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      Title Domestic artificial self-expandable pulmonary valve with minimized immune rejection to complete a clinical trial and ready to make headway into the overseas market
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      Domestic artificial self-expandable pulmonary valve with minimized immune rejection to complete a clinical trial and ready to make headway into the overseas market
      - Self-expandable pulmonary valved-stent was developed.  
      - About to acquire a sales permit from the MFDS and competing to have a dominance in the global market with the US and China
      - Expected to reduce importing costs per unit and globally promote Korea's advanced medical technologies

      The day when domestic artificial heart value would make headway into the overseas market is right around the corner.

      A research team led by Professor Gi-beom Kim of the department of pediatrics & adolescent medicine (Professors Yong-jin Kim and Hong-gook Lim of the department of pediatric thoracic & cardiovascular surgery) at Seoul National University Hospital (SNUH) has successfully completed a clinical trail that implanted the artificial pulmonary valve made from the pericardium of pigs to ten patients through stenting.

      Currently there is no available self-expandable artificial pulmonary valved-stent developed by the research team in the market, so that Korea, the United States, and China are in a fierce competition to secure a share of the global market.

      If the self-expandable artificial pulmonary valved-stent is put on the market, it will reduce cost worth tens of millions of won involved with importing each prosthetic heart valve and contribute to globalization and national wealth creation with Korea's medical technology.   

      The research team has begun developing an artificial heart valve with the pericardium of pigs and cows since 2004, at the same time developing a stent used to transplant the prosthetic heart valve through a simple trans-catheter procedure instead of open heart surgery.

      The artificial heart valve developed after years of research has almost no immune rejection, which is a differential advantage. This ensures higher durability and safety than other valves developed by the United States and China.

      The research team had implanted the prosthetic heart valve into animals since 2011 and obtained a permission from the Ministry of Food and Drug Safety (MFDS) in July 2015 to start the first clinical trial in February 2016. After a decade of research, the team succeeded in implanting the artificial heart valve into the 10th patient in October 2016 and recently completed a follow-up study as well.

      Professor Yong-jin Kim said, "Notwithstanding various hardships we've faced for the last ten years and approaches by foreign companies with an offer of joint development, we continued the research to step out into world markets with the domestically-developed artificial heart valve."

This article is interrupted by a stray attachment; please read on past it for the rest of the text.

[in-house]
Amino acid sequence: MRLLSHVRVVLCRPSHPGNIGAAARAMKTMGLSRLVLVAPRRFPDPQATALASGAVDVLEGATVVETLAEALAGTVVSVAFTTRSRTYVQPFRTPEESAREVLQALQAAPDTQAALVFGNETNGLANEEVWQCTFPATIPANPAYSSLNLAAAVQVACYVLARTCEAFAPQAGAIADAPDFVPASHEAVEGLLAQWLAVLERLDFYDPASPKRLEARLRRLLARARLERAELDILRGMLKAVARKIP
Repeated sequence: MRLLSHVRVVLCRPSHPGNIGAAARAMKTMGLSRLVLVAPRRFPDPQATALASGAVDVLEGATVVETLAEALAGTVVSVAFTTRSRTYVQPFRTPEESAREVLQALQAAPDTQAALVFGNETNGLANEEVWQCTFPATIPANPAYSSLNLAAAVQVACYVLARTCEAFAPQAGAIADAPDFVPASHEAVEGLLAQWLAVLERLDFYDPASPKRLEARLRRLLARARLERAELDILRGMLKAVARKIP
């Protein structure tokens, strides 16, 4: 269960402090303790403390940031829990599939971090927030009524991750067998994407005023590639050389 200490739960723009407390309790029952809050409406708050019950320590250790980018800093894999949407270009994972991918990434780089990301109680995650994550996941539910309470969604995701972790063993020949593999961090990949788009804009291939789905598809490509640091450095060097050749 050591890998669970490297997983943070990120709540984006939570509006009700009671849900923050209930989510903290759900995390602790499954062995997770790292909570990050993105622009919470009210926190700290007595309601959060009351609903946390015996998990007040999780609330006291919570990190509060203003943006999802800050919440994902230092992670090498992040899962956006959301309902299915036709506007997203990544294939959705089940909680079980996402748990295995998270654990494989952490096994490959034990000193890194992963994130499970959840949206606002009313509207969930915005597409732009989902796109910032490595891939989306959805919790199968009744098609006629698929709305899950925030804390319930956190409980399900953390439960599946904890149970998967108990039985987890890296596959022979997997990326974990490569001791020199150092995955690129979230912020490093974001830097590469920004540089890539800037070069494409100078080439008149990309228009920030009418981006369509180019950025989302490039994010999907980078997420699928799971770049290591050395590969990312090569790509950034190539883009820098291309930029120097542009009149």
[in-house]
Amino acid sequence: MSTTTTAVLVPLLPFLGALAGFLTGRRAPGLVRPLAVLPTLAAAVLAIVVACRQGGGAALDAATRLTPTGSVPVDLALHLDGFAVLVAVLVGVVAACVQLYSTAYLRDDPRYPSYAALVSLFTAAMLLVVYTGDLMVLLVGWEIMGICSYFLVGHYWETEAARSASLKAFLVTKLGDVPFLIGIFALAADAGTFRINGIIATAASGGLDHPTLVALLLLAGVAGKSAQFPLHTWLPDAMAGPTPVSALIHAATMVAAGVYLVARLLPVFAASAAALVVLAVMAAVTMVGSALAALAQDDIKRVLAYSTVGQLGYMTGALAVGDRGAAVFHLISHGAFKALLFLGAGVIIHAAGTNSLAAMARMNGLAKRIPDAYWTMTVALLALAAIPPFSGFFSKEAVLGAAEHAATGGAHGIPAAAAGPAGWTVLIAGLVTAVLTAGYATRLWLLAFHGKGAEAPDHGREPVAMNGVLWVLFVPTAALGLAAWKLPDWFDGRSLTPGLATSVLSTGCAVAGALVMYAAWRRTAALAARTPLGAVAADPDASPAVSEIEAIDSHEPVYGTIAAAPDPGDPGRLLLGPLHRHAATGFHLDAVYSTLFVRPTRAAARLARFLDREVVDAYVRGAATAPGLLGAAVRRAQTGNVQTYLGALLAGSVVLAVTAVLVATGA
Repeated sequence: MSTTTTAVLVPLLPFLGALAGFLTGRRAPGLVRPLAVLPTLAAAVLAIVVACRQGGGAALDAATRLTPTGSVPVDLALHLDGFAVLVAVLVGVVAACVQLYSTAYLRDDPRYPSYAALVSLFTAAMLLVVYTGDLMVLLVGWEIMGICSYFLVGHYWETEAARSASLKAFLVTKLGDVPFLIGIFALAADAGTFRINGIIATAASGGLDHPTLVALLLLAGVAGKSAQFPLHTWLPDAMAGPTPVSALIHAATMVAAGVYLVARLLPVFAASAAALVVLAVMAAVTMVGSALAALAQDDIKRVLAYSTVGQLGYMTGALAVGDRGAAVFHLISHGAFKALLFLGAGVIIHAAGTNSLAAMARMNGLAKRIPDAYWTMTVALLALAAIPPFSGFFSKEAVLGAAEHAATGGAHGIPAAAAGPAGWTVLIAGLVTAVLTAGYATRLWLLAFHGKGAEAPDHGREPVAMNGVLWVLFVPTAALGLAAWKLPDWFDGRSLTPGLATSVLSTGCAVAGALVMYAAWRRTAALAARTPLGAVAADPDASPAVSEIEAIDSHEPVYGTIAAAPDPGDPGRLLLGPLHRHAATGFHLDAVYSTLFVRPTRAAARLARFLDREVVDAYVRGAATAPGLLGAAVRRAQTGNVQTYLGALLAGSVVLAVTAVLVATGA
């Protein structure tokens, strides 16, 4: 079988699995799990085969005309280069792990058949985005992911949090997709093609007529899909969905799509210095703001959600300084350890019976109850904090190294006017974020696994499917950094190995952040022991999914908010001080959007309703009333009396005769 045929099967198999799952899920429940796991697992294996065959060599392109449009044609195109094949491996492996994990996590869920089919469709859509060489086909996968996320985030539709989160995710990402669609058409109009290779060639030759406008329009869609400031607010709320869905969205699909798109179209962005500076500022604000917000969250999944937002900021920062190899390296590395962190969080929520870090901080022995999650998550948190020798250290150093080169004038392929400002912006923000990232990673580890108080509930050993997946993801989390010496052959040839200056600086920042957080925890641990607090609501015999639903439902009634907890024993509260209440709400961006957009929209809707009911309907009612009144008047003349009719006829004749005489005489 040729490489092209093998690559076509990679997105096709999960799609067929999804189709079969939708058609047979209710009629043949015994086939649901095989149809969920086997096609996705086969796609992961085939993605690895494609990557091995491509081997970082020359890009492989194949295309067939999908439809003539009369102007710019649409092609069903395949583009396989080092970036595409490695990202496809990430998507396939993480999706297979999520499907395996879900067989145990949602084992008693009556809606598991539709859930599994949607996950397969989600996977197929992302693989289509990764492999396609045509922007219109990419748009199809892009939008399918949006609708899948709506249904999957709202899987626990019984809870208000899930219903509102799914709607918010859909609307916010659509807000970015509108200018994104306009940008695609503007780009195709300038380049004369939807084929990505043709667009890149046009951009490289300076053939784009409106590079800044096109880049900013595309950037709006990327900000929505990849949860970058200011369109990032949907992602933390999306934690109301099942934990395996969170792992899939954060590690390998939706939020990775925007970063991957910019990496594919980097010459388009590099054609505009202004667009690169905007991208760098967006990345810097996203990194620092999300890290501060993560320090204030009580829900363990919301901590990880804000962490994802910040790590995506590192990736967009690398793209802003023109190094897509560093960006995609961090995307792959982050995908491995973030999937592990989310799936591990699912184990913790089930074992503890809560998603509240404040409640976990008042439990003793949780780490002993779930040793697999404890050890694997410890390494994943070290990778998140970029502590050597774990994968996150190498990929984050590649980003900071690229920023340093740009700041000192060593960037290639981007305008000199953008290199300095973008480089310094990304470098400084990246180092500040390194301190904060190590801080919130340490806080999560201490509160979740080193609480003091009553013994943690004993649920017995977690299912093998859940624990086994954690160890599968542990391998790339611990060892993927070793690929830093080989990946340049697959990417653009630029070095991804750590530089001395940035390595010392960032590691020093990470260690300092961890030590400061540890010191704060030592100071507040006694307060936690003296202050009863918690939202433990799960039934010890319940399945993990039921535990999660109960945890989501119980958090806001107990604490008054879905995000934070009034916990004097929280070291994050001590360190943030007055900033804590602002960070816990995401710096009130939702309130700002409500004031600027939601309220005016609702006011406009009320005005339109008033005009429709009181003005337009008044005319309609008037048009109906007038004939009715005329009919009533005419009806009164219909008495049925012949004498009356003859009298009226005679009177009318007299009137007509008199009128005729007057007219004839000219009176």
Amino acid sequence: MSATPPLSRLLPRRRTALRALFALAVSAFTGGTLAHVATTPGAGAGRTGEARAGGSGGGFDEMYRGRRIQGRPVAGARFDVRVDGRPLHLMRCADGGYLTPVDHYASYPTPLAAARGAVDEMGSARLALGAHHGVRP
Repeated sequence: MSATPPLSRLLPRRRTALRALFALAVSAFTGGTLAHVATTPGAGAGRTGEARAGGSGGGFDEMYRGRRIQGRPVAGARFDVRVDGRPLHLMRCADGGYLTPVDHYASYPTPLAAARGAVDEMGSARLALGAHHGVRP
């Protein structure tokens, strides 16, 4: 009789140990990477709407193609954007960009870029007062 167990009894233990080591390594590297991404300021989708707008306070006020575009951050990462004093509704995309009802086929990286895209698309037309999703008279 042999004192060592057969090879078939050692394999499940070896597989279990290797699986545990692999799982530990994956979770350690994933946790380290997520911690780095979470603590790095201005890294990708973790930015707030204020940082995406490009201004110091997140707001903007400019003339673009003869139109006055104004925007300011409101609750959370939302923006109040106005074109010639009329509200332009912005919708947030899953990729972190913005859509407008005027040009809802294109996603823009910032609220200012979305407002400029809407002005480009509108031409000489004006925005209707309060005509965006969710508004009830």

The pulmonary valve prevents blood pumped out to the pulmonary artery from flowing back into the right ventricle. If this function does not work properly, blood reflux occurs and the heart fails to pump blood, consequently making it hard for the heart to supply sufficient blood flow throughout the body.

      Ten valvular heart disease patients who participated in the clinical trail showed minimized reflux of blood and no immune rejection during the six-month follow-up period. As blood reflux almost disappeared, the volume of the right ventricle reduced by 32.1% on average.

      Moreover, as stenting was used instead of open surgery to implant the artificial heart valve, patients were directly moved to not the intensive care unit, but a general ward and stayed in hospital just for four days without any complications.

      Today stenting that involves inserting a catheter through the skin into a vein and implanting a stent in the valve area is regarded as a promising option for artificial heart valve replacement.

      Currently available self-expandable artificial pulmonary valve and stent is TAVI developed in the United States for elderly patients with aortic valve stenosis. Meanwhile, the artificial self-expandable heart valve developed by the research team is specialized for patients with pulmonary valve disease.

      Professor Gi-beom Kim said, "The artificial self-expandable pulmonary valve we've developed is receiving a lot of attention at overseas conferences and symposia." "I hope the heart valve prosthesis by commitment of a lot of medical professionals and the support of the government serves a momentum to upgrade Korea's international status in medicine."  


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